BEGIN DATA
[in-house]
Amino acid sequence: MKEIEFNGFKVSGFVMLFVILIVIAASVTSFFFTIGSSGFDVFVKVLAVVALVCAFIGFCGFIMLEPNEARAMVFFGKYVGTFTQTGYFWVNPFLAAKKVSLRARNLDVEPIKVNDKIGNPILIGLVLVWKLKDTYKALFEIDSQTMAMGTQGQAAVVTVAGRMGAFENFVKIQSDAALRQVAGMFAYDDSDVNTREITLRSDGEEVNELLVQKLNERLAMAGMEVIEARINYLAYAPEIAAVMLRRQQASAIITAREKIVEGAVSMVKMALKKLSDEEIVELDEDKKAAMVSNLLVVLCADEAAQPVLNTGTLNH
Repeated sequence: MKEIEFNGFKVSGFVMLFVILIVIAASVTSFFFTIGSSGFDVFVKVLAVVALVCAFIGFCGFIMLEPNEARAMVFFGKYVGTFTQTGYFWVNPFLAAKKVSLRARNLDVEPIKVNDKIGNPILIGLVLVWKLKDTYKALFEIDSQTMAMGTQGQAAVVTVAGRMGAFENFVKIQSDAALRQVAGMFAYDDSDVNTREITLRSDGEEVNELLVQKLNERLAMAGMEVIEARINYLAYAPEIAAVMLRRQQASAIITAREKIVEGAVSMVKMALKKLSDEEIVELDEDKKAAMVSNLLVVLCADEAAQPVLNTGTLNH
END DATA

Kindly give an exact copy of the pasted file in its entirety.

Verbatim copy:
[in-house]
Amino acid sequence: MKEIEFNGFKVSGFVMLFVILIVIAASVTSFFFTIGSSGFDVFVKVLAVVALVCAFIGFCGFIMLEPNEARAMVFFGKYVGTFTQTGYFWVNPFLAAKKVSLRARNLDVEPIKVNDKIGNPILIGLVLVWKLKDTYKALFEIDSQTMAMGTQGQAAVVTVAGRMGAFENFVKIQSDAALRQVAGMFAYDDSDVNTREITLRSDGEEVNELLVQKLNERLAMAGMEVIEARINYLAYAPEIAAVMLRRQQASAIITAREKIVEGAVSMVKMALKKLSDEEIVELDEDKKAAMVSNLLVVLCADEAAQPVLNTGTLNH
Repeated sequence: MKEIEFNGFKVSGFVMLFVILIVIAASVTSFFFTIGSSGFDVFVKVLAVVALVCAFIGFCGFIMLEPNEARAMVFFGKYVGTFTQTGYFWVNPFLAAKKVSLRARNLDVEPIKVNDKIGNPILIGLVLVWKLKDTYKALFEIDSQTMAMGTQGQAAVVTVAGRMGAFENFVKIQSDAALRQVAGMFAYDDSDVNTREITLRSDGEEVNELLVQKLNERLAMAGMEVIEARINYLAYAPEIAAVMLRRQQASAIITAREKIVEGAVSMVKMALKKLSDEEIVELDEDKKAAMVSNLLVVLCADEAAQPVLNTGTLNH